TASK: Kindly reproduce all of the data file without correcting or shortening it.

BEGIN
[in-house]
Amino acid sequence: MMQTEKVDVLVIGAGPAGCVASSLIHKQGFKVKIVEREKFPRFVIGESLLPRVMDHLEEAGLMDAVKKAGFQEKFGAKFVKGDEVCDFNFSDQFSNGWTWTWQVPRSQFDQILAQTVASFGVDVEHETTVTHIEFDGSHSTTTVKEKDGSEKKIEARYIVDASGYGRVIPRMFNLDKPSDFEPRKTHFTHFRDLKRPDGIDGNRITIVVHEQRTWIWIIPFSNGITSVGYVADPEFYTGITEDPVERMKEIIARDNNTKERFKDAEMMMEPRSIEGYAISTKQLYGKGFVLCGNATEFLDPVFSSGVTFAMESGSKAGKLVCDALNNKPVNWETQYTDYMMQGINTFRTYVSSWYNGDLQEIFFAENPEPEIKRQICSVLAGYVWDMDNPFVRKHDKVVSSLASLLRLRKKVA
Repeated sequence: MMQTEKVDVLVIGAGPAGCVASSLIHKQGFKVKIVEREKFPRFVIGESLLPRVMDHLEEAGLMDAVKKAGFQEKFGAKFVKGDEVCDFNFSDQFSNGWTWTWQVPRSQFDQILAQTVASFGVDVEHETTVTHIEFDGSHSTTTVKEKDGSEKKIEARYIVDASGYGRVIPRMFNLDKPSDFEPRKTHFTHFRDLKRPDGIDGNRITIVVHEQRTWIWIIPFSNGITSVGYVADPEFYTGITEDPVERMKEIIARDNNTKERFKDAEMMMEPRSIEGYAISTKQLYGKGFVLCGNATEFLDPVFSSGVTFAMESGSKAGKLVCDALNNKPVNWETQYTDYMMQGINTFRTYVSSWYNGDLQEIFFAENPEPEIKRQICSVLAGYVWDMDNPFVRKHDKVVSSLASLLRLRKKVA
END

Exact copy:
[in-house]
Amino acid sequence: MMQTEKVDVLVIGAGPAGCVASSLIHKQGFKVKIVEREKFPRFVIGESLLPRVMDHLEEAGLMDAVKKAGFQEKFGAKFVKGDEVCDFNFSDQFSNGWTWTWQVPRSQFDQILAQTVASFGVDVEHETTVTHIEFDGSHSTTTVKEKDGSEKKIEARYIVDASGYGRVIPRMFNLDKPSDFEPRKTHFTHFRDLKRPDGIDGNRITIVVHEQRTWIWIIPFSNGITSVGYVADPEFYTGITEDPVERMKEIIARDNNTKERFKDAEMMMEPRSIEGYAISTKQLYGKGFVLCGNATEFLDPVFSSGVTFAMESGSKAGKLVCDALNNKPVNWETQYTDYMMQGINTFRTYVSSWYNGDLQEIFFAENPEPEIKRQICSVLAGYVWDMDNPFVRKHDKVVSSLASLLRLRKKVA
Repeated sequence: MMQTEKVDVLVIGAGPAGCVASSLIHKQGFKVKIVEREKFPRFVIGESLLPRVMDHLEEAGLMDAVKKAGFQEKFGAKFVKGDEVCDFNFSDQFSNGWTWTWQVPRSQFDQILAQTVASFGVDVEHETTVTHIEFDGSHSTTTVKEKDGSEKKIEARYIVDASGYGRVIPRMFNLDKPSDFEPRKTHFTHFRDLKRPDGIDGNRITIVVHEQRTWIWIIPFSNGITSVGYVADPEFYTGITEDPVERMKEIIARDNNTKERFKDAEMMMEPRSIEGYAISTKQLYGKGFVLCGNATEFLDPVFSSGVTFAMESGSKAGKLVCDALNNKPVNWETQYTDYMMQGINTFRTYVSSWYNGDLQEIFFAENPEPEIKRQICSVLAGYVWDMDNPFVRKHDKVVSSLASLLRLRKKVA